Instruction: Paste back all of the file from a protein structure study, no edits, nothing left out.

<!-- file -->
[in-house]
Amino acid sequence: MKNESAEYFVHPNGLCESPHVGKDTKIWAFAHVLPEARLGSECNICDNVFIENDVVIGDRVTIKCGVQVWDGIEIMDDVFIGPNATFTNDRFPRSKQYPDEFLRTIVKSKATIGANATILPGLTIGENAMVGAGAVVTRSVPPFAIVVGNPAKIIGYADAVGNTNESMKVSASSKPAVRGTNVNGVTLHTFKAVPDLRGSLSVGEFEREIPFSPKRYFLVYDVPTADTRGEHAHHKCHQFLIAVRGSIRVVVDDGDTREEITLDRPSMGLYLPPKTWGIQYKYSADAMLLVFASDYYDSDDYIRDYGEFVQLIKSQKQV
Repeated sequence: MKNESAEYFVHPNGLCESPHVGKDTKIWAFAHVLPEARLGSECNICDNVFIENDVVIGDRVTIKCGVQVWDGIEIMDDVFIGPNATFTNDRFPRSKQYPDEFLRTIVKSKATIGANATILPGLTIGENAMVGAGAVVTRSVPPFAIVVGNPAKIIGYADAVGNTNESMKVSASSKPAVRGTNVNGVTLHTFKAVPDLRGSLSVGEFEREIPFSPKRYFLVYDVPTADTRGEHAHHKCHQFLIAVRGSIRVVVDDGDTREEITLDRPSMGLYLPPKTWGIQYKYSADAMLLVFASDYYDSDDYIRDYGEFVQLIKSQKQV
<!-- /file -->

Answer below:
[in-house]
Amino acid sequence: MKNESAEYFVHPNGLCESPHVGKDTKIWAFAHVLPEARLGSECNICDNVFIENDVVIGDRVTIKCGVQVWDGIEIMDDVFIGPNATFTNDRFPRSKQYPDEFLRTIVKSKATIGANATILPGLTIGENAMVGAGAVVTRSVPPFAIVVGNPAKIIGYADAVGNTNESMKVSASSKPAVRGTNVNGVTLHTFKAVPDLRGSLSVGEFEREIPFSPKRYFLVYDVPTADTRGEHAHHKCHQFLIAVRGSIRVVVDDGDTREEITLDRPSMGLYLPPKTWGIQYKYSADAMLLVFASDYYDSDDYIRDYGEFVQLIKSQKQV
Repeated sequence: MKNESAEYFVHPNGLCESPHVGKDTKIWAFAHVLPEARLGSECNICDNVFIENDVVIGDRVTIKCGVQVWDGIEIMDDVFIGPNATFTNDRFPRSKQYPDEFLRTIVKSKATIGANATILPGLTIGENAMVGAGAVVTRSVPPFAIVVGNPAKIIGYADAVGNTNESMKVSASSKPAVRGTNVNGVTLHTFKAVPDLRGSLSVGEFEREIPFSPKRYFLVYDVPTADTRGEHAHHKCHQFLIAVRGSIRVVVDDGDTREEITLDRPSMGLYLPPKTWGIQYKYSADAMLLVFASDYYDSDDYIRDYGEFVQLIKSQKQV